Reasons for non-disclosure of faecal incontinence: a comparison between two survey methods

Bartlett, L., Nowak, M., and Ho, Y-H. (2007) Reasons for non-disclosure of faecal incontinence: a comparison between two survey methods. Techniques in Coloproctology, 11 (3). pp. 251-257.

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Abstract

Purpose: We explored reasons for discordance in disclosure of faecal incontinence (FI) between 2 measurement instruments: the Self Administered Faecal Incontinence Questionnaire (SAFIQ) and the Cleveland Clinic Florida Fecal Incontinence Score (CCF-FI)

Methods: Patients ≥18 years attending the urogynaecology (n=135) and colorectal (n=148) outpatient clinics at The Townsville Hospital, a referral centre serving regional North Queensland, Australia, were invited to complete the SAFIQ and answer questions from the CCF-FI asked by their treating doctor. Selected patients undertook semistructured interviews.

Results: 262 patients completed both questionnaires. The prevalence of FI in this population was 25.6% (SAFIQ) and 29.9% (CCF-FI). 24% disclosed FI on both instruments, 3.1% on SAFIQ only and 6.1% on CCF-FI only. Major reasons for non-disclosure were: FI historical but not current; problem not considered as FI by patient; SAFIQ too long; condition embarrassing; doctor considered too busy; patient wanted to focus on primary reason for consultation; and doctor explained that a one-off bout of uncontrollable diarrhoea was not FI. Interviewees reported they would respond to FI questions initiated by their general practitioner (GP) during regular consultations, or in a generic questionnaire in the GP’s surgery.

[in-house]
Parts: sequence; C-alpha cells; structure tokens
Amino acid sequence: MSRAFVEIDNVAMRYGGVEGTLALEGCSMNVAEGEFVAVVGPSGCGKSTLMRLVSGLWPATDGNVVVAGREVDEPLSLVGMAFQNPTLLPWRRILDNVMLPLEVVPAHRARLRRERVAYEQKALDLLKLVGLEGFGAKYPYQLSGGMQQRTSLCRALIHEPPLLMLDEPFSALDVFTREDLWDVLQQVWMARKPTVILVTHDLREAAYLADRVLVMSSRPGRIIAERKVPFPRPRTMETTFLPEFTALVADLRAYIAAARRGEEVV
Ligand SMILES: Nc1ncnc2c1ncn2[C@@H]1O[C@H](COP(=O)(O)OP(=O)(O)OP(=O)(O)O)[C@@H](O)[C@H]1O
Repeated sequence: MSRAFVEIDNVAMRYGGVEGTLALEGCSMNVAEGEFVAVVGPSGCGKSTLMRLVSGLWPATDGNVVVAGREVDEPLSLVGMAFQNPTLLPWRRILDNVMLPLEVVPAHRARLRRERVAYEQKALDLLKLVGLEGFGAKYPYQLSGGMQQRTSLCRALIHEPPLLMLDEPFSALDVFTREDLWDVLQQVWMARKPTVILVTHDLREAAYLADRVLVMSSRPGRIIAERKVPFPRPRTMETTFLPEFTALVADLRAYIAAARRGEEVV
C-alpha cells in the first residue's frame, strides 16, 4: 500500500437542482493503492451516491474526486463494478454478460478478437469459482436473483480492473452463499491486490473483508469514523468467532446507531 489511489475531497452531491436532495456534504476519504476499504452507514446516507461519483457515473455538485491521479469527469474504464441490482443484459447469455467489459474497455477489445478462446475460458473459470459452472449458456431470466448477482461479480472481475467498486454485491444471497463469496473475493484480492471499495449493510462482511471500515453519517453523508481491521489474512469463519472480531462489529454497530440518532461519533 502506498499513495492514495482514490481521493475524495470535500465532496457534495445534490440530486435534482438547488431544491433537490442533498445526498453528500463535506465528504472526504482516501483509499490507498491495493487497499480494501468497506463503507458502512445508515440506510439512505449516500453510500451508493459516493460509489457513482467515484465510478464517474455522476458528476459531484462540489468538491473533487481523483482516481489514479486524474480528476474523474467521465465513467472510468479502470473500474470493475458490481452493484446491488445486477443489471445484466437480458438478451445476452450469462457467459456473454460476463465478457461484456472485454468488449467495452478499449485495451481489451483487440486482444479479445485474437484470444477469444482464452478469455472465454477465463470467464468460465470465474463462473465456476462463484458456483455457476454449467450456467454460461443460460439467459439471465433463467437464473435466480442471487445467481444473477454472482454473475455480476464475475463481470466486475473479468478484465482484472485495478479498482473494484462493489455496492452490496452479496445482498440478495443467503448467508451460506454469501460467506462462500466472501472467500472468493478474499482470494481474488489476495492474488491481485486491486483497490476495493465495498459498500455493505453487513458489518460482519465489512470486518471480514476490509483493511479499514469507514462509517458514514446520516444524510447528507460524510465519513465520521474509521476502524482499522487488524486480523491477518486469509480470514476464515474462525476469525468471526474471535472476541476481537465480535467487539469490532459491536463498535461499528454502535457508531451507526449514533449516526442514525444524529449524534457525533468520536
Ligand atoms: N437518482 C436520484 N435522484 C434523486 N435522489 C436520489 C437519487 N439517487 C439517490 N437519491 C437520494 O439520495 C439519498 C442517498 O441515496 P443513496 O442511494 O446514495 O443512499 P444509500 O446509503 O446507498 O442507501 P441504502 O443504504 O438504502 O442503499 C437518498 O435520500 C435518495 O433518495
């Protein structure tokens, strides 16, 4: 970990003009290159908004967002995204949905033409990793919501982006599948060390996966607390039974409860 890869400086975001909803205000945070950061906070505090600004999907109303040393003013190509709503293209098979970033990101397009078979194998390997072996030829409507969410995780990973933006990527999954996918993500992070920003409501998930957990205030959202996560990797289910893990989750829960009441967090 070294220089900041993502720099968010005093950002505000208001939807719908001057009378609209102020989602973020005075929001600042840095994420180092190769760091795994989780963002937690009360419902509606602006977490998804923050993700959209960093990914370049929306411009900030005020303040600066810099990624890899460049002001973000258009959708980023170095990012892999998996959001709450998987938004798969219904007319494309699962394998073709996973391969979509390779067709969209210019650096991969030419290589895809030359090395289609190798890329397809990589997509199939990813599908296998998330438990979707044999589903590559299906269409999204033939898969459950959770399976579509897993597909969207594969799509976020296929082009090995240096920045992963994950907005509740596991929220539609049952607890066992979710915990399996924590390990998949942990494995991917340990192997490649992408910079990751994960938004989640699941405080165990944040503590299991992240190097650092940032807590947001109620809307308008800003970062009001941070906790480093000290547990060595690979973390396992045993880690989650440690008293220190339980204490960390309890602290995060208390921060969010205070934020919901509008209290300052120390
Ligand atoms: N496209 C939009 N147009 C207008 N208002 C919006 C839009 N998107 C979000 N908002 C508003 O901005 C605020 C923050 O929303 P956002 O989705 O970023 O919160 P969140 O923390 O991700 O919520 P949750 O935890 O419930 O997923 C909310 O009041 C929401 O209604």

Conclusions: GPs could identify patients with FI by initiating discussions during routine consultations. Such patients could then be referred to colorectal surgeons for treatment. A more specific definition of FI, which excludes historical data and isolated instances of diarrhoea, is desirable. A measurement instrument suitable for population surveys should contain simple language and acknowledge issues of embarrassment.

Item ID: 2848
Item Type: Article (Research - C1)
ISSN: 1128-045X
Keywords: disclosure; faecal incontinence; general practice; stigma
Date Deposited: 24 Sep 2009 00:38
FoR Codes: 11 MEDICAL AND HEALTH SCIENCES > 1117 Public Health and Health Services > 111712 Health Promotion @ 50%
11 MEDICAL AND HEALTH SCIENCES > 1117 Public Health and Health Services > 111706 Epidemiology @ 50%
SEO Codes: 92 HEALTH > 9204 Public Health (excl. Specific Population Health) > 920401 Behaviour and Health @ 60%
92 HEALTH > 9205 Specific Population Health (excl. Indigenous Health) > 920502 Health Related to Ageing @ 20%
92 HEALTH > 9204 Public Health (excl. Specific Population Health) > 920408 Health Status (e.g. Indicators of Well-Being) @ 20%
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